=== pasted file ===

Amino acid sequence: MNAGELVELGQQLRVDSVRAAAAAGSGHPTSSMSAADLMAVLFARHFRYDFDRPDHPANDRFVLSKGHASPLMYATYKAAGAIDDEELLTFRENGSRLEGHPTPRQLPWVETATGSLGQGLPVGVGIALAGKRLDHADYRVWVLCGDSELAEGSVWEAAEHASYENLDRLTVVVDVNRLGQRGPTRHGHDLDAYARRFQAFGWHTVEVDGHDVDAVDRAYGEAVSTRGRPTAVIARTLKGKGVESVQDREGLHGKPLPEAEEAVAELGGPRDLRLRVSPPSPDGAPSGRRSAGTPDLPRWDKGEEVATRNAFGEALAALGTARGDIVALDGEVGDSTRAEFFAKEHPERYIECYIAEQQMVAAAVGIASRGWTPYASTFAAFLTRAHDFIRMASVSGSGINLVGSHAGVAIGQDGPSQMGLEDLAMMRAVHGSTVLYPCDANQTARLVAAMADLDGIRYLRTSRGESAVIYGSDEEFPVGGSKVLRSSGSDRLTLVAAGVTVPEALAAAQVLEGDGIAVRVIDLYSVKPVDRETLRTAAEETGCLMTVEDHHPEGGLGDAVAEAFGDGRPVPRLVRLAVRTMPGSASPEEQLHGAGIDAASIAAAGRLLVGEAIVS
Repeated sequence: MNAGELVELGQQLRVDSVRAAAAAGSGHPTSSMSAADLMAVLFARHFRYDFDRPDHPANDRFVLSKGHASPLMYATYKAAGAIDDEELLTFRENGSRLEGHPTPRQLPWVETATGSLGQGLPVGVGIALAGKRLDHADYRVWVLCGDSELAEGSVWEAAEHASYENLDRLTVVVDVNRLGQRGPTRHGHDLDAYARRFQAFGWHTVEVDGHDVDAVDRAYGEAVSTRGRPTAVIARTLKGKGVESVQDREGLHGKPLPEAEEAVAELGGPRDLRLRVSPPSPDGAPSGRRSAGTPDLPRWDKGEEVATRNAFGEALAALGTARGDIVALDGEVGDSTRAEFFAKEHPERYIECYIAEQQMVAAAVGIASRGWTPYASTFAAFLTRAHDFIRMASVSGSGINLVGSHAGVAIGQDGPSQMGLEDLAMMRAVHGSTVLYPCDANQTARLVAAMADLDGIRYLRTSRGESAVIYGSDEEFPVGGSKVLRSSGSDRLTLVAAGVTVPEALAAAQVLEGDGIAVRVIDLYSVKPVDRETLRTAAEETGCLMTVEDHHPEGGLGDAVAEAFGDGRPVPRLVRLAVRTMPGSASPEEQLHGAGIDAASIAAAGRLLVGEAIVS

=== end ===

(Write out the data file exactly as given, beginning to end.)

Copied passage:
Amino acid sequence: MNAGELVELGQQLRVDSVRAAAAAGSGHPTSSMSAADLMAVLFARHFRYDFDRPDHPANDRFVLSKGHASPLMYATYKAAGAIDDEELLTFRENGSRLEGHPTPRQLPWVETATGSLGQGLPVGVGIALAGKRLDHADYRVWVLCGDSELAEGSVWEAAEHASYENLDRLTVVVDVNRLGQRGPTRHGHDLDAYARRFQAFGWHTVEVDGHDVDAVDRAYGEAVSTRGRPTAVIARTLKGKGVESVQDREGLHGKPLPEAEEAVAELGGPRDLRLRVSPPSPDGAPSGRRSAGTPDLPRWDKGEEVATRNAFGEALAALGTARGDIVALDGEVGDSTRAEFFAKEHPERYIECYIAEQQMVAAAVGIASRGWTPYASTFAAFLTRAHDFIRMASVSGSGINLVGSHAGVAIGQDGPSQMGLEDLAMMRAVHGSTVLYPCDANQTARLVAAMADLDGIRYLRTSRGESAVIYGSDEEFPVGGSKVLRSSGSDRLTLVAAGVTVPEALAAAQVLEGDGIAVRVIDLYSVKPVDRETLRTAAEETGCLMTVEDHHPEGGLGDAVAEAFGDGRPVPRLVRLAVRTMPGSASPEEQLHGAGIDAASIAAAGRLLVGEAIVS
Repeated sequence: MNAGELVELGQQLRVDSVRAAAAAGSGHPTSSMSAADLMAVLFARHFRYDFDRPDHPANDRFVLSKGHASPLMYATYKAAGAIDDEELLTFRENGSRLEGHPTPRQLPWVETATGSLGQGLPVGVGIALAGKRLDHADYRVWVLCGDSELAEGSVWEAAEHASYENLDRLTVVVDVNRLGQRGPTRHGHDLDAYARRFQAFGWHTVEVDGHDVDAVDRAYGEAVSTRGRPTAVIARTLKGKGVESVQDREGLHGKPLPEAEEAVAELGGPRDLRLRVSPPSPDGAPSGRRSAGTPDLPRWDKGEEVATRNAFGEALAALGTARGDIVALDGEVGDSTRAEFFAKEHPERYIECYIAEQQMVAAAVGIASRGWTPYASTFAAFLTRAHDFIRMASVSGSGINLVGSHAGVAIGQDGPSQMGLEDLAMMRAVHGSTVLYPCDANQTARLVAAMADLDGIRYLRTSRGESAVIYGSDEEFPVGGSKVLRSSGSDRLTLVAAGVTVPEALAAAQVLEGDGIAVRVIDLYSVKPVDRETLRTAAEETGCLMTVEDHHPEGGLGDAVAEAFGDGRPVPRLVRLAVRTMPGSASPEEQLHGAGIDAASIAAAGRLLVGEAIVS